The assisting route is just not a good way to find great new directors. “The kind of people who make good assistants don’t make good directors, it’s almost diametrically opposite.” As for regional directors, newspaper budgets have collapsed, so they can no longer rely on a visit from a handful of national critics, as Goold did when he was based in Salisbury and Northampton. And audiences for touring shows have, by some measures, halved in the past twenty years.

Theatre has also evolved. When Goold was coming through, “There were not a lot of directors who felt they were outside the library, so for me to whack on some techno was radical! Now it’d be more commonplace.” New directors have to find new ways to capture our attention – or at least the critics’.

But the critics have changed too. A nod from a critic can still be vital in the right circles, but the days when critics “made” directors is long over. “I remember Nick de Jongh saying, ‘Oh Rupert Goold, I made him.’ Because he’d put Macbeth on the front page of the Standard. I owed my career to him, and in some ways I did! But it's an absurd idea, that would not happen now.”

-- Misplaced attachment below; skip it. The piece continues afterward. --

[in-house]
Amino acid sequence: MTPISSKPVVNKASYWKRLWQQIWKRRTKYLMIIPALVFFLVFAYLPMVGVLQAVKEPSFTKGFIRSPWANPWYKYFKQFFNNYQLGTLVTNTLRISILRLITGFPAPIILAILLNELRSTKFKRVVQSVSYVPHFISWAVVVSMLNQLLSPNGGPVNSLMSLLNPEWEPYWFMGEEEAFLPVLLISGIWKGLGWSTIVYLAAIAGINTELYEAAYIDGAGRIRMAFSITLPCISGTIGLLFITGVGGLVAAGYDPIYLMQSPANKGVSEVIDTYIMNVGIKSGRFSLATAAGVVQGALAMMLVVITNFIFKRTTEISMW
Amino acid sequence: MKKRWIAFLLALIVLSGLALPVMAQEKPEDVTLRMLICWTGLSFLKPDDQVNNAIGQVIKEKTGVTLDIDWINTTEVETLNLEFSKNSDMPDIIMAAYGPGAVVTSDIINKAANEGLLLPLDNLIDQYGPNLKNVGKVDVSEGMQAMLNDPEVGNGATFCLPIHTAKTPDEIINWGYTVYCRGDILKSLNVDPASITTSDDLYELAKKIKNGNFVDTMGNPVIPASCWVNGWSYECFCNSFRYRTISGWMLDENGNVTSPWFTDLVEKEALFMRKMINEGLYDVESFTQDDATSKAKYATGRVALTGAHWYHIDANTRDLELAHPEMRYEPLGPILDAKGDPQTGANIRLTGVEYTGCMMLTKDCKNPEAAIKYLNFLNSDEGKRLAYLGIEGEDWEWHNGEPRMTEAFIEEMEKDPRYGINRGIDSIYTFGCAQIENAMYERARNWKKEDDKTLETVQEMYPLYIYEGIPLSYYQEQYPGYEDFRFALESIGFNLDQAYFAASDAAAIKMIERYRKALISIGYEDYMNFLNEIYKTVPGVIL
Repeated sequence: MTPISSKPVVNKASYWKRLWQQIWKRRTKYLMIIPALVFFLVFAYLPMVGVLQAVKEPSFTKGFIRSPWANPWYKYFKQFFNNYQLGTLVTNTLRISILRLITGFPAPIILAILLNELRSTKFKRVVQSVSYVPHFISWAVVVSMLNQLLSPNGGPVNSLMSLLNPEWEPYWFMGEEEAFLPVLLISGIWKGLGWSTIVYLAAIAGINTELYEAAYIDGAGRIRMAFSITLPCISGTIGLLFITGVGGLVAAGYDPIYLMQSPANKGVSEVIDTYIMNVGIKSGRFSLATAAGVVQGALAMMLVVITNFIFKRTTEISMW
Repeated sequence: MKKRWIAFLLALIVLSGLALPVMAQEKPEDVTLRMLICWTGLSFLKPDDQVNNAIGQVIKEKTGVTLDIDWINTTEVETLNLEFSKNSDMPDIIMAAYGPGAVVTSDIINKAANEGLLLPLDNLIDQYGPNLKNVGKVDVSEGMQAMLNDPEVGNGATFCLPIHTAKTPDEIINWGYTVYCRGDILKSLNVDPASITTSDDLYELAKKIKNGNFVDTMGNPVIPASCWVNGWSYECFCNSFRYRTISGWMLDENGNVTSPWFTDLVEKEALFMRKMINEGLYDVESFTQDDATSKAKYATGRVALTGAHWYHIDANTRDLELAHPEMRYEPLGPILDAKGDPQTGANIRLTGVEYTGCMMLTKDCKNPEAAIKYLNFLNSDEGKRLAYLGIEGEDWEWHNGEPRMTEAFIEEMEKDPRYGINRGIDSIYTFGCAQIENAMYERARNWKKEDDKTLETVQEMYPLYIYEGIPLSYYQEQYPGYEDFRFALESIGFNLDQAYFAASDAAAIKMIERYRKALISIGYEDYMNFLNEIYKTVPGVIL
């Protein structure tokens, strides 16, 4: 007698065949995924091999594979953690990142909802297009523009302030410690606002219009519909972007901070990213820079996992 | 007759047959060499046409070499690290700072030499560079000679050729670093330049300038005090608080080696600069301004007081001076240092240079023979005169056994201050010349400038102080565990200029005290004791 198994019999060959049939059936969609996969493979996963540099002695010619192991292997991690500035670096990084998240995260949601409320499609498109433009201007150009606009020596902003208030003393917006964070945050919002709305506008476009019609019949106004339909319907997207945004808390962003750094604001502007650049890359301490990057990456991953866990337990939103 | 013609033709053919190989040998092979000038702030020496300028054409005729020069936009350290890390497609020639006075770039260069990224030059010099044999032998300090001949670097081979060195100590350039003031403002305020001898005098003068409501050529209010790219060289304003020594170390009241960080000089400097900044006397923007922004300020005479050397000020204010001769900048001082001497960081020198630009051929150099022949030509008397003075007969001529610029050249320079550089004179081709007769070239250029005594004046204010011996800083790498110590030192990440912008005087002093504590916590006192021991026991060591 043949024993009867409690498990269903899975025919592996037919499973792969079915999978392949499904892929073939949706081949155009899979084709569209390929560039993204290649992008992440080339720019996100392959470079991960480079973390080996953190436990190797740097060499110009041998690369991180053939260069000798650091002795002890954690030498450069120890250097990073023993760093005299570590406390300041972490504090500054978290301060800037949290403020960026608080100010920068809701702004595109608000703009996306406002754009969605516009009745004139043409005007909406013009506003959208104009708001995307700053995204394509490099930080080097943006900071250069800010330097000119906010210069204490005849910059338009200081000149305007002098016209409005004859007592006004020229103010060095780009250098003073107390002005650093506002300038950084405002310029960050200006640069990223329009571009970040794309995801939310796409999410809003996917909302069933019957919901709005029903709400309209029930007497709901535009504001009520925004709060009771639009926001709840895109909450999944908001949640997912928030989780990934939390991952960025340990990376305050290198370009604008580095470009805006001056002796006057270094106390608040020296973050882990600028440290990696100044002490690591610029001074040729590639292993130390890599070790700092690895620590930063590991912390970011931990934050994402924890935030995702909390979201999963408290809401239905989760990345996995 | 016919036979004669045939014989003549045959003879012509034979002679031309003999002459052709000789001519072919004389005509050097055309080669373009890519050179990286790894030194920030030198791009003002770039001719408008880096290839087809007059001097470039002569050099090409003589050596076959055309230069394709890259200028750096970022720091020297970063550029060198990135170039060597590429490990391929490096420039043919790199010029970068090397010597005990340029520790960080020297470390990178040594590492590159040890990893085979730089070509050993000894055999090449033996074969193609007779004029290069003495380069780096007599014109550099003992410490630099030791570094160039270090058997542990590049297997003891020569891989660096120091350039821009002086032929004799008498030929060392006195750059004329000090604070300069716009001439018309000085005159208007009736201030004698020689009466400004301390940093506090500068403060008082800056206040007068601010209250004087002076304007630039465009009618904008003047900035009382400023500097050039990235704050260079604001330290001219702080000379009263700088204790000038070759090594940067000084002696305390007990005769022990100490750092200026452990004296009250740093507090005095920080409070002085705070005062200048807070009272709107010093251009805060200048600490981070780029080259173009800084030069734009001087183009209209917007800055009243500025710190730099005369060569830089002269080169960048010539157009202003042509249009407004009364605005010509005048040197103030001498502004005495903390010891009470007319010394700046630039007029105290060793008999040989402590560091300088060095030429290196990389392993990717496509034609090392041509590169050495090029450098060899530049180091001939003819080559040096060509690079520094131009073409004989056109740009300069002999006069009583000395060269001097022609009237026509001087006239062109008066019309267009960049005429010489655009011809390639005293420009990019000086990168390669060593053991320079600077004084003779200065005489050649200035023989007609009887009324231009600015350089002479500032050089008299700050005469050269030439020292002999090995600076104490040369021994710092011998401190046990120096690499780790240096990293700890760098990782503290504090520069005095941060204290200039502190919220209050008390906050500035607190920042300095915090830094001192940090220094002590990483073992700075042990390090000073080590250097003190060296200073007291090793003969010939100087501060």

“It’s all changed so much in literally the past three years. There was a time, for better or worse, when you had a big group of establishment critics: de Jongh, Michael Billington, Michael Coveney, Charlie Spencer – they were mostly men – Susannah Clapp. And if they all liked your show, you were a hit.” (“They could be horrible,” he adds.)

“Now I get more of a sense of a show by being on Twitter than reading the reviews.” It’s “probably a good thing”, Goold thinks, and it certainly beats New York, where a single review – the New York Times' – makes or breaks plays. But it’s another problem for aspiring directors, who can no longer be so easily plucked from the crowd.

It’s no longer a problem Goold needs to overcome. His star could wane, but he seems likely to be among the leading voices in British theatre for a while yet.

Harry Lambert is a staff writer and editor of May2015, the New Statesman's election website.